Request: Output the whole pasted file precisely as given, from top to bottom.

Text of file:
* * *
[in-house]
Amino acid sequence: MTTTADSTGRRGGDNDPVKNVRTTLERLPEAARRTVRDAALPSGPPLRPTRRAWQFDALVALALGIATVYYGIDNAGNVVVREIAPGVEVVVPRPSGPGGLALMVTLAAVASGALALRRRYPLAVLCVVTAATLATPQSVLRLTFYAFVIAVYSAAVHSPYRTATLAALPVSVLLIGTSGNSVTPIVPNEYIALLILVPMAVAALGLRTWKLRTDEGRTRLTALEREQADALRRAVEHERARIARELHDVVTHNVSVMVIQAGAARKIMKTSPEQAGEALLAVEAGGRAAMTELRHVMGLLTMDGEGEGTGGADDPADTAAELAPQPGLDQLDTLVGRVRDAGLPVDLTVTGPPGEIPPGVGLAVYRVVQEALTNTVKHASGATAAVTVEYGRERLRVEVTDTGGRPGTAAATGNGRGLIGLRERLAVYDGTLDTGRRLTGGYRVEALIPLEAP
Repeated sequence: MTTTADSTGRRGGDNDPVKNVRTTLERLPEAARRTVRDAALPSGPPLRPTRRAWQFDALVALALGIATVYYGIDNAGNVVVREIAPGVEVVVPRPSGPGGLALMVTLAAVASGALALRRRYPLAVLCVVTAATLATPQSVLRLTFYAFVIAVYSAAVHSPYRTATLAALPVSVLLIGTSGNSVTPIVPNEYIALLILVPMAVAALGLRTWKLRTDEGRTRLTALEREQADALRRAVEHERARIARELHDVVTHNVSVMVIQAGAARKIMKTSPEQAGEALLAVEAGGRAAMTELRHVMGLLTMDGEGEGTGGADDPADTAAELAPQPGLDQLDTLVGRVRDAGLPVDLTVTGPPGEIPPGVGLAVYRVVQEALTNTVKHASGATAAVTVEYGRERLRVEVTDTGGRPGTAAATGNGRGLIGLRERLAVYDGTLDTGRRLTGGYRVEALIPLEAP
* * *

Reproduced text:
[in-house]
Amino acid sequence: MTTTADSTGRRGGDNDPVKNVRTTLERLPEAARRTVRDAALPSGPPLRPTRRAWQFDALVALALGIATVYYGIDNAGNVVVREIAPGVEVVVPRPSGPGGLALMVTLAAVASGALALRRRYPLAVLCVVTAATLATPQSVLRLTFYAFVIAVYSAAVHSPYRTATLAALPVSVLLIGTSGNSVTPIVPNEYIALLILVPMAVAALGLRTWKLRTDEGRTRLTALEREQADALRRAVEHERARIARELHDVVTHNVSVMVIQAGAARKIMKTSPEQAGEALLAVEAGGRAAMTELRHVMGLLTMDGEGEGTGGADDPADTAAELAPQPGLDQLDTLVGRVRDAGLPVDLTVTGPPGEIPPGVGLAVYRVVQEALTNTVKHASGATAAVTVEYGRERLRVEVTDTGGRPGTAAATGNGRGLIGLRERLAVYDGTLDTGRRLTGGYRVEALIPLEAP
Repeated sequence: MTTTADSTGRRGGDNDPVKNVRTTLERLPEAARRTVRDAALPSGPPLRPTRRAWQFDALVALALGIATVYYGIDNAGNVVVREIAPGVEVVVPRPSGPGGLALMVTLAAVASGALALRRRYPLAVLCVVTAATLATPQSVLRLTFYAFVIAVYSAAVHSPYRTATLAALPVSVLLIGTSGNSVTPIVPNEYIALLILVPMAVAALGLRTWKLRTDEGRTRLTALEREQADALRRAVEHERARIARELHDVVTHNVSVMVIQAGAARKIMKTSPEQAGEALLAVEAGGRAAMTELRHVMGLLTMDGEGEGTGGADDPADTAAELAPQPGLDQLDTLVGRVRDAGLPVDLTVTGPPGEIPPGVGLAVYRVVQEALTNTVKHASGATAAVTVEYGRERLRVEVTDTGGRPGTAAATGNGRGLIGLRERLAVYDGTLDTGRRLTGGYRVEALIPLEAP